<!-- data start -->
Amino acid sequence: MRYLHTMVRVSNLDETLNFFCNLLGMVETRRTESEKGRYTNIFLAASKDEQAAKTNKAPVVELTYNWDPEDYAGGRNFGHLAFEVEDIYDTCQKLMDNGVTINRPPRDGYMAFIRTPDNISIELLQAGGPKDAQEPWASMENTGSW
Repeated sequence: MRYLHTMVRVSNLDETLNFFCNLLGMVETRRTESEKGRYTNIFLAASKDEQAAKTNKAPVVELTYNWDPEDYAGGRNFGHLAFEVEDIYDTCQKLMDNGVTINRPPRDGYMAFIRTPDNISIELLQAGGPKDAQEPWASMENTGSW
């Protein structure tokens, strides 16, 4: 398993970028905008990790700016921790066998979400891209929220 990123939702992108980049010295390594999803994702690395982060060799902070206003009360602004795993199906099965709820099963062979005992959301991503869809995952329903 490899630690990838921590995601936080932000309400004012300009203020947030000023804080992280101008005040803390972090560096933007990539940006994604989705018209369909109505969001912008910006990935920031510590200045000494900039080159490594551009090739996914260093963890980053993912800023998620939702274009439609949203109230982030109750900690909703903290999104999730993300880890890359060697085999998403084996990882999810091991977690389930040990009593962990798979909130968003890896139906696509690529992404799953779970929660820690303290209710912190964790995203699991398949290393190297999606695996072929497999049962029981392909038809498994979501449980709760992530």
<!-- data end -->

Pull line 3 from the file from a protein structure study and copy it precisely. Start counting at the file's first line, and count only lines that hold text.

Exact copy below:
């Protein structure tokens, strides 16, 4: 398993970028905008990790700016921790066998979400891209929220 990123939702992108980049010295390594999803994702690395982060060799902070206003009360602004795993199906099965709820099963062979005992959301991503869809995952329903 490899630690990838921590995601936080932000309400004012300009203020947030000023804080992280101008005040803390972090560096933007990539940006994604989705018209369909109505969001912008910006990935920031510590200045000494900039080159490594551009090739996914260093963890980053993912800023998620939702274009439609949203109230982030109750900690909703903290999104999730993300880890890359060697085999998403084996990882999810091991977690389930040990009593962990798979909130968003890896139906696509690529992404799953779970929660820690303290209710912190964790995203699991398949290393190297999606695996072929497999049962029981392909038809498994979501449980709760992530």